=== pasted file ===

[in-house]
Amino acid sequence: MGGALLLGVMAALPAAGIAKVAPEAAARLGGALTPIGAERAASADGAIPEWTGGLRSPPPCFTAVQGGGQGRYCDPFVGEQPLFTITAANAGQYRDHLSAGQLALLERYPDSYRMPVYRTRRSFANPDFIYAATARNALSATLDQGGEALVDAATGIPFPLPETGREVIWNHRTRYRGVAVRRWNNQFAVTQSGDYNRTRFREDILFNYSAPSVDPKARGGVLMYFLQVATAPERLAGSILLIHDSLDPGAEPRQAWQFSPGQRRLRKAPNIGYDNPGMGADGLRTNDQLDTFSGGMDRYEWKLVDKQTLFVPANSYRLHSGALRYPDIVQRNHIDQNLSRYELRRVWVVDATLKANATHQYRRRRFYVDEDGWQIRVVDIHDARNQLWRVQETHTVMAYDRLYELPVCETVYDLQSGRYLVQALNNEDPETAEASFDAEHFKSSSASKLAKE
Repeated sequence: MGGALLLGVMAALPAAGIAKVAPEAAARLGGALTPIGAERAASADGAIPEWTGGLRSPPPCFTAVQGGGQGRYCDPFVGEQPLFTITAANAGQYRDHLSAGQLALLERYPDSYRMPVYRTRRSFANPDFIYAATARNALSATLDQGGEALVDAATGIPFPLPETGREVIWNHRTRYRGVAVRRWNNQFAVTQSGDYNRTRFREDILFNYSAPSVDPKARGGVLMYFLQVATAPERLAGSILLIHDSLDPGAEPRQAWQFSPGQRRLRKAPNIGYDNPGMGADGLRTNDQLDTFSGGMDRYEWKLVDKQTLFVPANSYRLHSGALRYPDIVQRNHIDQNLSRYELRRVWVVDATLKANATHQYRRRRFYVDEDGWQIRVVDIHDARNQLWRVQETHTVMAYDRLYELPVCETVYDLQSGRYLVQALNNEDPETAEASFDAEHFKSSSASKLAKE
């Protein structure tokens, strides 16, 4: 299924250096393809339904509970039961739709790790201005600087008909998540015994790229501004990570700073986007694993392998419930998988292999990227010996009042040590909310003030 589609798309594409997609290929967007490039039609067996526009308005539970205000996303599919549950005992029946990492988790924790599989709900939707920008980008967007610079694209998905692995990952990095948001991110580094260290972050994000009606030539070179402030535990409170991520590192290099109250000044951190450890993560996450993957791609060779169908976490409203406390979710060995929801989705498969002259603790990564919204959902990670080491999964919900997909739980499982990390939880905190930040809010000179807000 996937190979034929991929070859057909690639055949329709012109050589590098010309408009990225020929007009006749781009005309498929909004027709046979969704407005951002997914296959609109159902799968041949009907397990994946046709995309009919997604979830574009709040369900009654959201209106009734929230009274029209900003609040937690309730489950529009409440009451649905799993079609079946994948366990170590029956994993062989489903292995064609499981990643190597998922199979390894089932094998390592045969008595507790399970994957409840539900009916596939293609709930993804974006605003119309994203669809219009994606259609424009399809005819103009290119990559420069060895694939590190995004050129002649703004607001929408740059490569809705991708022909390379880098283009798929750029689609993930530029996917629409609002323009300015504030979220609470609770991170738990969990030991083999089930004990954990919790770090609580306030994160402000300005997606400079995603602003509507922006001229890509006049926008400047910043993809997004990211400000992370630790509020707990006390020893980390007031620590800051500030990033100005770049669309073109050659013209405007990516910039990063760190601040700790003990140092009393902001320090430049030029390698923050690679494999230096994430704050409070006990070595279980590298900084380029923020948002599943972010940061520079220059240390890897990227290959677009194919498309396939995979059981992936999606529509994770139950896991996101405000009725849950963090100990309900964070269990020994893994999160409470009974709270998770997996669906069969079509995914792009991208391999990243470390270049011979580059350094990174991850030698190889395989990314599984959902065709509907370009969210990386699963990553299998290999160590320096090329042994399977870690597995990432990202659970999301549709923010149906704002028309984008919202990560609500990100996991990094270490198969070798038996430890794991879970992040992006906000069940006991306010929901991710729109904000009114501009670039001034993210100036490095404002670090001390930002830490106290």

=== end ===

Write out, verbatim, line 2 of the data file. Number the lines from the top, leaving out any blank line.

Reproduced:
Amino acid sequence: MGGALLLGVMAALPAAGIAKVAPEAAARLGGALTPIGAERAASADGAIPEWTGGLRSPPPCFTAVQGGGQGRYCDPFVGEQPLFTITAANAGQYRDHLSAGQLALLERYPDSYRMPVYRTRRSFANPDFIYAATARNALSATLDQGGEALVDAATGIPFPLPETGREVIWNHRTRYRGVAVRRWNNQFAVTQSGDYNRTRFREDILFNYSAPSVDPKARGGVLMYFLQVATAPERLAGSILLIHDSLDPGAEPRQAWQFSPGQRRLRKAPNIGYDNPGMGADGLRTNDQLDTFSGGMDRYEWKLVDKQTLFVPANSYRLHSGALRYPDIVQRNHIDQNLSRYELRRVWVVDATLKANATHQYRRRRFYVDEDGWQIRVVDIHDARNQLWRVQETHTVMAYDRLYELPVCETVYDLQSGRYLVQALNNEDPETAEASFDAEHFKSSSASKLAKE